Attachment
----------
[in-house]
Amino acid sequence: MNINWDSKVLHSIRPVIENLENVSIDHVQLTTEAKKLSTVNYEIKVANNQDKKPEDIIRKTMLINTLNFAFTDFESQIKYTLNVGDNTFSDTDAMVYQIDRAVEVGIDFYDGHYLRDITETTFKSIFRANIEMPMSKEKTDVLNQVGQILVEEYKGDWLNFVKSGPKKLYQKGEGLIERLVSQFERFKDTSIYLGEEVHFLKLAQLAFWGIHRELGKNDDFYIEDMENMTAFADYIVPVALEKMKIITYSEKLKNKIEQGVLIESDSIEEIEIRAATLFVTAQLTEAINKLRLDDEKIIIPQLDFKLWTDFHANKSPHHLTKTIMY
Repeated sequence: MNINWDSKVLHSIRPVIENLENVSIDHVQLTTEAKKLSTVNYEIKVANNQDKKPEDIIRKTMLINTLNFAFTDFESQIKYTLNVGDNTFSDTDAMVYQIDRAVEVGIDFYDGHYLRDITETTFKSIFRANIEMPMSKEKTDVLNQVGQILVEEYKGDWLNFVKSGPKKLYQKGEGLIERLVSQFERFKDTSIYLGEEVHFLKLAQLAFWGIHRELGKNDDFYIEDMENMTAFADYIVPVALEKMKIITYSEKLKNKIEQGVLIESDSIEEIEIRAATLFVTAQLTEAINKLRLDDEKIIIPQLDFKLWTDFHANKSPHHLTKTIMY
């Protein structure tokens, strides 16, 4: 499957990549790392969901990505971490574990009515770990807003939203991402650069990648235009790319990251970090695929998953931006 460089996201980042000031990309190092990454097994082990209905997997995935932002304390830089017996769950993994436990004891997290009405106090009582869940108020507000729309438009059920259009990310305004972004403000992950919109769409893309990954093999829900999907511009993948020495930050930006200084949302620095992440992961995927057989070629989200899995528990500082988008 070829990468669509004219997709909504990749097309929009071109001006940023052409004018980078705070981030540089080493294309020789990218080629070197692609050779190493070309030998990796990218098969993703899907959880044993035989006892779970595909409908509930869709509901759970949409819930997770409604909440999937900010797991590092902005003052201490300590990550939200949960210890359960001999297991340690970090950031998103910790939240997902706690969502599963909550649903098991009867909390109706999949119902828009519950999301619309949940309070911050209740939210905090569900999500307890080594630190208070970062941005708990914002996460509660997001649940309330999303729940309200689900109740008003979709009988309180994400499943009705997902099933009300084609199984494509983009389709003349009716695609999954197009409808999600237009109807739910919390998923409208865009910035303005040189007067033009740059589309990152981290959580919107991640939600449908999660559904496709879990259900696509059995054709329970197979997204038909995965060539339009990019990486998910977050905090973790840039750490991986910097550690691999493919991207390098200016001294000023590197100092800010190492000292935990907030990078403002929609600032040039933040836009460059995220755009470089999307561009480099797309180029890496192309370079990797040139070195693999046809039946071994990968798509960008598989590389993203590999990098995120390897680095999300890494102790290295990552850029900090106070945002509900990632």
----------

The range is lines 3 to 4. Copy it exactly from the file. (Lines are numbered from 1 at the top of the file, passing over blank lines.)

Repeated sequence: MNINWDSKVLHSIRPVIENLENVSIDHVQLTTEAKKLSTVNYEIKVANNQDKKPEDIIRKTMLINTLNFAFTDFESQIKYTLNVGDNTFSDTDAMVYQIDRAVEVGIDFYDGHYLRDITETTFKSIFRANIEMPMSKEKTDVLNQVGQILVEEYKGDWLNFVKSGPKKLYQKGEGLIERLVSQFERFKDTSIYLGEEVHFLKLAQLAFWGIHRELGKNDDFYIEDMENMTAFADYIVPVALEKMKIITYSEKLKNKIEQGVLIESDSIEEIEIRAATLFVTAQLTEAINKLRLDDEKIIIPQLDFKLWTDFHANKSPHHLTKTIMY
């Protein structure tokens, strides 16, 4: 499957990549790392969901990505971490574990009515770990807003939203991402650069990648235009790319990251970090695929998953931006 460089996201980042000031990309190092990454097994082990209905997997995935932002304390830089017996769950993994436990004891997290009405106090009582869940108020507000729309438009059920259009990310305004972004403000992950919109769409893309990954093999829900999907511009993948020495930050930006200084949302620095992440992961995927057989070629989200899995528990500082988008 070829990468669509004219997709909504990749097309929009071109001006940023052409004018980078705070981030540089080493294309020789990218080629070197692609050779190493070309030998990796990218098969993703899907959880044993035989006892779970595909409908509930869709509901759970949409819930997770409604909440999937900010797991590092902005003052201490300590990550939200949960210890359960001999297991340690970090950031998103910790939240997902706690969502599963909550649903098991009867909390109706999949119902828009519950999301619309949940309070911050209740939210905090569900999500307890080594630190208070970062941005708990914002996460509660997001649940309330999303729940309200689900109740008003979709009988309180994400499943009705997902099933009300084609199984494509983009389709003349009716695609999954197009409808999600237009109807739910919390998923409208865009910035303005040189007067033009740059589309990152981290959580919107991640939600449908999660559904496709879990259900696509059995054709329970197979997204038909995965060539339009990019990486998910977050905090973790840039750490991986910097550690691999493919991207390098200016001294000023590197100092800010190492000292935990907030990078403002929609600032040039933040836009460059995220755009470089999307561009480099797309180029890496192309370079990797040139070195693999046809039946071994990968798509960008598989590389993203590999990098995120390897680095999300890494102790290295990552850029900090106070945002509900990632």